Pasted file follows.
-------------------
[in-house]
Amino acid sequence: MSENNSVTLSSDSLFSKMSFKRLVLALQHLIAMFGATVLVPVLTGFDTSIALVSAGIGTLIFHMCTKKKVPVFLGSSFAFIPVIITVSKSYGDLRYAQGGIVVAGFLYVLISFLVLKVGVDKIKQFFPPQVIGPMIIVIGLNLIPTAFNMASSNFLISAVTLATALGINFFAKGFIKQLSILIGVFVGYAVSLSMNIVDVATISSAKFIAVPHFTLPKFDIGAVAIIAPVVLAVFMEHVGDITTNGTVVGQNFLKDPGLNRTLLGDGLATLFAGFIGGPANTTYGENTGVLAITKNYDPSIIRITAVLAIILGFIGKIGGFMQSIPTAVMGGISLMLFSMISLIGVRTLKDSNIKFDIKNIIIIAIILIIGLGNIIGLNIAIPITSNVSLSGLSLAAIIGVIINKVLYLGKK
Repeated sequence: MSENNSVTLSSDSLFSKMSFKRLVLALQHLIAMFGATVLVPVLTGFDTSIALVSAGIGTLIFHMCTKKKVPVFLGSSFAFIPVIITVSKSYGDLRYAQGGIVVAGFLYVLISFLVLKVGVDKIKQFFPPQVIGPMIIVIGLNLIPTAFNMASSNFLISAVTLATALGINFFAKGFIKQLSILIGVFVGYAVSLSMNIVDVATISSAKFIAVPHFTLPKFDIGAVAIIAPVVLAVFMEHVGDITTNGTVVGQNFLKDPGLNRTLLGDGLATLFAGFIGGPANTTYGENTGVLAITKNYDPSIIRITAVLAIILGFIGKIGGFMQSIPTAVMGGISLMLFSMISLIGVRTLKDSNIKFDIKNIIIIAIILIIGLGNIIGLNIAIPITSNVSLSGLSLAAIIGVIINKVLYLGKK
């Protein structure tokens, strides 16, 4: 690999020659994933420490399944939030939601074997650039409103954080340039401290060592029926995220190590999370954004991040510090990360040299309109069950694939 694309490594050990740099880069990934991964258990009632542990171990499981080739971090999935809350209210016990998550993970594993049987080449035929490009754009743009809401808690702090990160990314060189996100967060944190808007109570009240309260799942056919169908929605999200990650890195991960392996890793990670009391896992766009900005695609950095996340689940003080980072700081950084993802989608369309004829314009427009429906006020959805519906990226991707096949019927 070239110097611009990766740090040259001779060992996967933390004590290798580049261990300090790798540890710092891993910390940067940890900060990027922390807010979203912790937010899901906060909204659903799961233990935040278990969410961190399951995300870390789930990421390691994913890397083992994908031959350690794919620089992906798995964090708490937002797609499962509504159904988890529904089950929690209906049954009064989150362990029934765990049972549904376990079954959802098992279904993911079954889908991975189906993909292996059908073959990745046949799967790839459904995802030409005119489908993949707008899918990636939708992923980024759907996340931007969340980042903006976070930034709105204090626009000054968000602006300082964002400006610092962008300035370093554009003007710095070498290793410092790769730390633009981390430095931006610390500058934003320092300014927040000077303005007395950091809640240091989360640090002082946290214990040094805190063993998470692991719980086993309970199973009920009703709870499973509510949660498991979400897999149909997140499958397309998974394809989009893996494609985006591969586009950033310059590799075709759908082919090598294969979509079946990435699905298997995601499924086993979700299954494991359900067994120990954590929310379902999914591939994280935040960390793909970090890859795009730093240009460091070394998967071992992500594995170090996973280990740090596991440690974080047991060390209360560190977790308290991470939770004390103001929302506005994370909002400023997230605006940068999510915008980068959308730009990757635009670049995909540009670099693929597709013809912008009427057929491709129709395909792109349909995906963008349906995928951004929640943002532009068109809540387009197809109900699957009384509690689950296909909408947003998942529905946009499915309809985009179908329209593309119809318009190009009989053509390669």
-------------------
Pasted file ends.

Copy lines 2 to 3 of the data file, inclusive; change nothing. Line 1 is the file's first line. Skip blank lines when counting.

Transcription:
Amino acid sequence: MSENNSVTLSSDSLFSKMSFKRLVLALQHLIAMFGATVLVPVLTGFDTSIALVSAGIGTLIFHMCTKKKVPVFLGSSFAFIPVIITVSKSYGDLRYAQGGIVVAGFLYVLISFLVLKVGVDKIKQFFPPQVIGPMIIVIGLNLIPTAFNMASSNFLISAVTLATALGINFFAKGFIKQLSILIGVFVGYAVSLSMNIVDVATISSAKFIAVPHFTLPKFDIGAVAIIAPVVLAVFMEHVGDITTNGTVVGQNFLKDPGLNRTLLGDGLATLFAGFIGGPANTTYGENTGVLAITKNYDPSIIRITAVLAIILGFIGKIGGFMQSIPTAVMGGISLMLFSMISLIGVRTLKDSNIKFDIKNIIIIAIILIIGLGNIIGLNIAIPITSNVSLSGLSLAAIIGVIINKVLYLGKK
Repeated sequence: MSENNSVTLSSDSLFSKMSFKRLVLALQHLIAMFGATVLVPVLTGFDTSIALVSAGIGTLIFHMCTKKKVPVFLGSSFAFIPVIITVSKSYGDLRYAQGGIVVAGFLYVLISFLVLKVGVDKIKQFFPPQVIGPMIIVIGLNLIPTAFNMASSNFLISAVTLATALGINFFAKGFIKQLSILIGVFVGYAVSLSMNIVDVATISSAKFIAVPHFTLPKFDIGAVAIIAPVVLAVFMEHVGDITTNGTVVGQNFLKDPGLNRTLLGDGLATLFAGFIGGPANTTYGENTGVLAITKNYDPSIIRITAVLAIILGFIGKIGGFMQSIPTAVMGGISLMLFSMISLIGVRTLKDSNIKFDIKNIIIIAIILIIGLGNIIGLNIAIPITSNVSLSGLSLAAIIGVIINKVLYLGKK